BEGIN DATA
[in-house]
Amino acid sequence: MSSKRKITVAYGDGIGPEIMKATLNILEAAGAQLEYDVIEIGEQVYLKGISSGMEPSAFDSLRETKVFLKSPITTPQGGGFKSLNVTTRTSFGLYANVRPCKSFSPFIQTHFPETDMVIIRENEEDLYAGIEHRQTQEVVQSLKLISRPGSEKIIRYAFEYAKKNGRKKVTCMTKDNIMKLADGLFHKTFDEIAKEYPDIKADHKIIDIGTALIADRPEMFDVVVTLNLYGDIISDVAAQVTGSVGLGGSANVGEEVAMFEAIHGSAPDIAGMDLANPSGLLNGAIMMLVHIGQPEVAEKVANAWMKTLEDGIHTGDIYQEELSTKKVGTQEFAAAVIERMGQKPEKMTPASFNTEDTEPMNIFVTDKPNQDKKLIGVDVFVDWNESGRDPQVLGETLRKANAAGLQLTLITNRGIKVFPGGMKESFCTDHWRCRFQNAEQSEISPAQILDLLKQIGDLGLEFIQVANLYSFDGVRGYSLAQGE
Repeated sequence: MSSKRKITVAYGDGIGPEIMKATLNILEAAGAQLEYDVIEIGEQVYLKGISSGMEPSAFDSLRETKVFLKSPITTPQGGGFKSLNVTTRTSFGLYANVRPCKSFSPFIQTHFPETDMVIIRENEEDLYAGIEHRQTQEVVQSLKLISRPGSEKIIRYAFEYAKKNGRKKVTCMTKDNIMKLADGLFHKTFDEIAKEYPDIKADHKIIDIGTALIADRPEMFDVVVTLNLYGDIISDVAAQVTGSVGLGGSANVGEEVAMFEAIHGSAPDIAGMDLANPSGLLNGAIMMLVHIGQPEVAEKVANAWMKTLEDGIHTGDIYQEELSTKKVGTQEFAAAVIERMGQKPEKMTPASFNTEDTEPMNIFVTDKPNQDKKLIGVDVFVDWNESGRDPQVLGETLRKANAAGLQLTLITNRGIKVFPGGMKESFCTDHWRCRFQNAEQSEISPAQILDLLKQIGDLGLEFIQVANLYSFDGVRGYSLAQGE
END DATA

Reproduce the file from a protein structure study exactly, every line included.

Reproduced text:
[in-house]
Amino acid sequence: MSSKRKITVAYGDGIGPEIMKATLNILEAAGAQLEYDVIEIGEQVYLKGISSGMEPSAFDSLRETKVFLKSPITTPQGGGFKSLNVTTRTSFGLYANVRPCKSFSPFIQTHFPETDMVIIRENEEDLYAGIEHRQTQEVVQSLKLISRPGSEKIIRYAFEYAKKNGRKKVTCMTKDNIMKLADGLFHKTFDEIAKEYPDIKADHKIIDIGTALIADRPEMFDVVVTLNLYGDIISDVAAQVTGSVGLGGSANVGEEVAMFEAIHGSAPDIAGMDLANPSGLLNGAIMMLVHIGQPEVAEKVANAWMKTLEDGIHTGDIYQEELSTKKVGTQEFAAAVIERMGQKPEKMTPASFNTEDTEPMNIFVTDKPNQDKKLIGVDVFVDWNESGRDPQVLGETLRKANAAGLQLTLITNRGIKVFPGGMKESFCTDHWRCRFQNAEQSEISPAQILDLLKQIGDLGLEFIQVANLYSFDGVRGYSLAQGE
Repeated sequence: MSSKRKITVAYGDGIGPEIMKATLNILEAAGAQLEYDVIEIGEQVYLKGISSGMEPSAFDSLRETKVFLKSPITTPQGGGFKSLNVTTRTSFGLYANVRPCKSFSPFIQTHFPETDMVIIRENEEDLYAGIEHRQTQEVVQSLKLISRPGSEKIIRYAFEYAKKNGRKKVTCMTKDNIMKLADGLFHKTFDEIAKEYPDIKADHKIIDIGTALIADRPEMFDVVVTLNLYGDIISDVAAQVTGSVGLGGSANVGEEVAMFEAIHGSAPDIAGMDLANPSGLLNGAIMMLVHIGQPEVAEKVANAWMKTLEDGIHTGDIYQEELSTKKVGTQEFAAAVIERMGQKPEKMTPASFNTEDTEPMNIFVTDKPNQDKKLIGVDVFVDWNESGRDPQVLGETLRKANAAGLQLTLITNRGIKVFPGGMKESFCTDHWRCRFQNAEQSEISPAQILDLLKQIGDLGLEFIQVANLYSFDGVRGYSLAQGE